On August 14, 2018, the SEC settled an enforcement action involving a Registered Investment Adviser (“RIA”) that failed to inform clients about the costs arising from trading in wrap accounts. When clients enter into wrap fee arrangements, they pay one fee to the sponsor and portfolio managers that encompasses the cost of providing advisory, custody, and brokerage services. The SEC discovered, however, that certain expenses were not covered by the wrap fee, such as situations where portfolio managers directed the execution of trades through a broker-dealer that did not participate in the wrap program. This practice, known as “trading away” or “step-out trading,” caused clients to pay more than their annual wrap fee. Furthermore, wrap program clients were not informed that certain trades were stepped-out and were not advised regarding charges over and above the wrap fee.
According to the SEC’s order, step-out trading raised questions pertaining to a portfolio manager’s compliance with its legal obligation to seek best execution on behalf of wrap clients. In this case, best execution depended upon the particular costs and benefits of a specific step-out trade.
The RIA, which is based in King of Prussia, Pennsylvania, failed to implement policies and procedures governing the assessment, oversight, and disclosure of the trading away practices of the third-party portfolio management firms participating in its wrap program. Specifically, the RIA’s policies and procedures failed to require that material information regarding trading away would be obtained and considered by the firm before making the third-party portfolio management firm available to clients in its wrap fee program. In addition, policies and procedures did not ensure that this material information would be disclosed to clients.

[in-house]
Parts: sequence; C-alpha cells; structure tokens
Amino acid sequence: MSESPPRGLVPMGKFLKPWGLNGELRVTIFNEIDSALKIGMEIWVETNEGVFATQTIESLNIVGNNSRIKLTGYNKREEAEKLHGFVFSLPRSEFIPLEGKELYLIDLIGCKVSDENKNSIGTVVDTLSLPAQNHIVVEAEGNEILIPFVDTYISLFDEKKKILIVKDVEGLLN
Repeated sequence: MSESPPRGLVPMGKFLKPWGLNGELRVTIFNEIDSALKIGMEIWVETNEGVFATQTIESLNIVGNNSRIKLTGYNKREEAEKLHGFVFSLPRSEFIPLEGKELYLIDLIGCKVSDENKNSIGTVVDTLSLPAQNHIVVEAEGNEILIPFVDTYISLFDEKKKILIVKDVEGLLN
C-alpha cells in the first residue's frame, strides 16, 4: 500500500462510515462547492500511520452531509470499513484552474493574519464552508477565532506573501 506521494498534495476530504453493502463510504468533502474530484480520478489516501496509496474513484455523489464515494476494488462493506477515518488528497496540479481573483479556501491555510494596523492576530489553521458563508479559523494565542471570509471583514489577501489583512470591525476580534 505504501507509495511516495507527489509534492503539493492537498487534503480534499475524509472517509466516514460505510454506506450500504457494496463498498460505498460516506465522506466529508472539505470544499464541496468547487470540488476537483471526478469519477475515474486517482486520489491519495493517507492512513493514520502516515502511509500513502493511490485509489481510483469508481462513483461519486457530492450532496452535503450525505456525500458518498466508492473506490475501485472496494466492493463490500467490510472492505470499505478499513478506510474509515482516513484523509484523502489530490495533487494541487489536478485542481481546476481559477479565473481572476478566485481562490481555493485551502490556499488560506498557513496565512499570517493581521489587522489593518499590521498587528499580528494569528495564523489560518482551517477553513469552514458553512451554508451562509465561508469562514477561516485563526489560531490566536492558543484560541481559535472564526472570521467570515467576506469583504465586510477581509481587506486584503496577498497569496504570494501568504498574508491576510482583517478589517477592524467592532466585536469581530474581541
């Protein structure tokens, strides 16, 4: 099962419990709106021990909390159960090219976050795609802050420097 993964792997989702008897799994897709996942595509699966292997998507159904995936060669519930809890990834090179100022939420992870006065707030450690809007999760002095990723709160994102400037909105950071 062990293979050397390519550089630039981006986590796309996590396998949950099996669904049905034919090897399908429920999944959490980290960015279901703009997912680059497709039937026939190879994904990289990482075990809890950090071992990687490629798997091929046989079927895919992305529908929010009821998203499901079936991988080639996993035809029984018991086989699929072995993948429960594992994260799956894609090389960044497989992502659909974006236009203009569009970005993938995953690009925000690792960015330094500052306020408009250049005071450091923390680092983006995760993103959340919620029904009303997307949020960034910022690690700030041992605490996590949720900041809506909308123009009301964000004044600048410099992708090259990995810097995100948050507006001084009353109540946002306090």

The RIA’s policies and procedures failed to require the firm to determine whether a portfolio manager had a history of trading away or was likely to do so. In addition, the firm’s policies and procedures did not require the RIA to provide information about trading away to clients and their investment advisers after those portfolio managers were on-boarded into its wrap program. The RIA’s policies and procedures also did require the firm to identify and contact a portion of the portfolio managers that had traded away during the quarter. On a quarterly basis, the RIA was obliged to gather information about the selected portfolio manager’s trading policies and its rationale for trading away.
The SEC’s enforcement action alleged that more than 100 of the approximately 250 portfolio managers participating in the RIA’s wrap program traded away. Between 24 and 52 managers routinely traded away during a given month.
The wrap program sponsor got more than a rap on the knuckles. The SEC ordered the firm to pay a $200,000 civil money penalty. The press release and order can be found at https://www.sec.gov/enforce/ia-4984-s.